Google Chrome is to drop support for all 32-bit Linux distros from March, 2016.
The change, which brings the platform in line with that of Mac OS X, will apply to all x86 Linux builds, regardless of distribution or version number.
Users affected will still be able to use Chrome after the axe has fallen, but they will no longer receive any updates.
In a double-whammy, March will also see Google Chrome stop supporting Ubuntu 12.04 LTS (which will receive critical and security bug fixes from Canonical until mid 2017).
‘Ubuntu users are advised to upgrade to a 64-bit version of Ubuntu 14.04 LTS or later’
From this March only 64-bit versions of Ubuntu 14.04 LTS (or later) will receive new versions of the browser from Google .
To run a supported version of Google Chrome Precise users are advised to upgrade to a 64-bit version of Ubuntu 14.04 LTS (or later).
Why Is Google Dropping Support?
The small Google Chrome Linux team can’t support all versions of Ubuntu and other Linux distributions indefinitely. With Linux already a small overall percentile of Chrome’s user base, and 32-bit users amongst that percentage even smaller, something had to give at some point.
The build infrastructure used to package Google Chrome is tasked with making hundreds of binaries each day, and human effort is required to test those binaries for release.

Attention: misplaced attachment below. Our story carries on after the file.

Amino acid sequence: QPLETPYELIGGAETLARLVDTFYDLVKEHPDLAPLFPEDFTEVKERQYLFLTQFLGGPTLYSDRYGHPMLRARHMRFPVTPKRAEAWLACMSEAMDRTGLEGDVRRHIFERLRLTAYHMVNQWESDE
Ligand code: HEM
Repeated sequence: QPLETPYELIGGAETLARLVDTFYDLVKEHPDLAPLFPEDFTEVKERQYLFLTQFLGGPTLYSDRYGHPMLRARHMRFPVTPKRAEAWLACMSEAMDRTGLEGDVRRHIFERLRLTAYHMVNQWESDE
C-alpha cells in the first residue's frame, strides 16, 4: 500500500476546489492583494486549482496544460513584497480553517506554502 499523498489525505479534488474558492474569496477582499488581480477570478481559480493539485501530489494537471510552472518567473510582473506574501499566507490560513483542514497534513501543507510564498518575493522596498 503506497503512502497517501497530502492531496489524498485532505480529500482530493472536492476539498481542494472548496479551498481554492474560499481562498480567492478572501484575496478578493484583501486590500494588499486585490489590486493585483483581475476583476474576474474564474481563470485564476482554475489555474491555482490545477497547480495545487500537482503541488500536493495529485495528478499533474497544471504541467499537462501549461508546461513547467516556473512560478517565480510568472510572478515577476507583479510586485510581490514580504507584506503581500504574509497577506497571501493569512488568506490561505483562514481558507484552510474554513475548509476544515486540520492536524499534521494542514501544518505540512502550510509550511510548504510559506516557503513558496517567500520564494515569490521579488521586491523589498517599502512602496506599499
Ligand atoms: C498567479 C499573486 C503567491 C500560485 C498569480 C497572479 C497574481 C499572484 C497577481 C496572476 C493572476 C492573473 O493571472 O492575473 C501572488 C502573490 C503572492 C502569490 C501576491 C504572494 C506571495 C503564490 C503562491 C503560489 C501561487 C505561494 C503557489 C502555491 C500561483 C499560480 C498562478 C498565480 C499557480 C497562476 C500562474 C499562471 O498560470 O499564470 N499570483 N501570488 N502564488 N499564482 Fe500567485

“To provide the best experience for the most-used Linux versions, we will end support for Google Chrome on 32-bit Linux, Ubuntu Precise (12.04), and Debian 7 (wheezy) in early March, 2016,” says Chromium engineer Dirk Pranke.
32-bit ChromiumIs Not Affected
‘Chromium is unaffected by the change. ‘
Many Linux users run Chromium, the open-source basis of Chrome, and so won’t be affected by this change. Google Chrome and Chrome OS builds for 32-bit ARM are similarly unaffected.
For browsers built on Chromium, like Opera, it will be up to them as to whether they continue to offer builds for 32-bit users.
Google says it will ‘keep support for 32-bit build configurations on Linux to support building Chromium’, which we’re told it will do so for ‘some time to come’.
Do you use Google Chrome on a 32-bit version of Linux? Will you switch to another browser? Perhaps you think this decision is logical. Whatever your view on this decision you can share it in the comments below.